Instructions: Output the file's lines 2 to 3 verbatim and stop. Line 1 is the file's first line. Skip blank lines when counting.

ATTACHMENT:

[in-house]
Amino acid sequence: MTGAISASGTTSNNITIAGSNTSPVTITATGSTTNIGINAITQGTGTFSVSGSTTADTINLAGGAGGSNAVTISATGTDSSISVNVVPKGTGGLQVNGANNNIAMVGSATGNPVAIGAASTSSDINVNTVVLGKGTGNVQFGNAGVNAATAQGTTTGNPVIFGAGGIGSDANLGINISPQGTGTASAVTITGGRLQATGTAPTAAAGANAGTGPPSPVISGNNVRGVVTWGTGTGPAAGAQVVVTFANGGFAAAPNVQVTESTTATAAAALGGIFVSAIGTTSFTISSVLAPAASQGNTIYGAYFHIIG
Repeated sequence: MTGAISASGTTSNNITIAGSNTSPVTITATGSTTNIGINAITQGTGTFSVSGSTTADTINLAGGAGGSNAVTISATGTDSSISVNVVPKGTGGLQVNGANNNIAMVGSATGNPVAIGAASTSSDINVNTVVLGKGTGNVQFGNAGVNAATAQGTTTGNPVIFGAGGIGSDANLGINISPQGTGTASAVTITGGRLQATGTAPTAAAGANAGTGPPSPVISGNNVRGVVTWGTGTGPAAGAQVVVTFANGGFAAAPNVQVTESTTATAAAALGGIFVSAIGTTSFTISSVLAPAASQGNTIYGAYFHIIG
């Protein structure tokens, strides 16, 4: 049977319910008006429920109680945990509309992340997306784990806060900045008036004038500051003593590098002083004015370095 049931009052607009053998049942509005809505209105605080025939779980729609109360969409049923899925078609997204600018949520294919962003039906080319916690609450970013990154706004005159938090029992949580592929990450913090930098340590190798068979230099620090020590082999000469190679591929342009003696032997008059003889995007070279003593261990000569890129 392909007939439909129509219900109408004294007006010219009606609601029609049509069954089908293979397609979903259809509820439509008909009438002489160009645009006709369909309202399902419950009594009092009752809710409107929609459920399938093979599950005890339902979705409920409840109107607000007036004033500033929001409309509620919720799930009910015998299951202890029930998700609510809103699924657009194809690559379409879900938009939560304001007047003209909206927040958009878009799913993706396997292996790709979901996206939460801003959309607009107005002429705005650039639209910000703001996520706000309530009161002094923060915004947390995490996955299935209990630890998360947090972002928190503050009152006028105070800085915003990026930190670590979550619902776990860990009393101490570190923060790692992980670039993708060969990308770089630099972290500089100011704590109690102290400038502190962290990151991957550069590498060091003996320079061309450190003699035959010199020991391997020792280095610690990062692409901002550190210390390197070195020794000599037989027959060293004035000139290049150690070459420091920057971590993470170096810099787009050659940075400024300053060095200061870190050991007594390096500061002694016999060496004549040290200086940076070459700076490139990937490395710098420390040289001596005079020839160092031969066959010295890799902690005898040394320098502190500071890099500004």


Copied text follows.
Amino acid sequence: MTGAISASGTTSNNITIAGSNTSPVTITATGSTTNIGINAITQGTGTFSVSGSTTADTINLAGGAGGSNAVTISATGTDSSISVNVVPKGTGGLQVNGANNNIAMVGSATGNPVAIGAASTSSDINVNTVVLGKGTGNVQFGNAGVNAATAQGTTTGNPVIFGAGGIGSDANLGINISPQGTGTASAVTITGGRLQATGTAPTAAAGANAGTGPPSPVISGNNVRGVVTWGTGTGPAAGAQVVVTFANGGFAAAPNVQVTESTTATAAAALGGIFVSAIGTTSFTISSVLAPAASQGNTIYGAYFHIIG
Repeated sequence: MTGAISASGTTSNNITIAGSNTSPVTITATGSTTNIGINAITQGTGTFSVSGSTTADTINLAGGAGGSNAVTISATGTDSSISVNVVPKGTGGLQVNGANNNIAMVGSATGNPVAIGAASTSSDINVNTVVLGKGTGNVQFGNAGVNAATAQGTTTGNPVIFGAGGIGSDANLGINISPQGTGTASAVTITGGRLQATGTAPTAAAGANAGTGPPSPVISGNNVRGVVTWGTGTGPAAGAQVVVTFANGGFAAAPNVQVTESTTATAAAALGGIFVSAIGTTSFTISSVLAPAASQGNTIYGAYFHIIG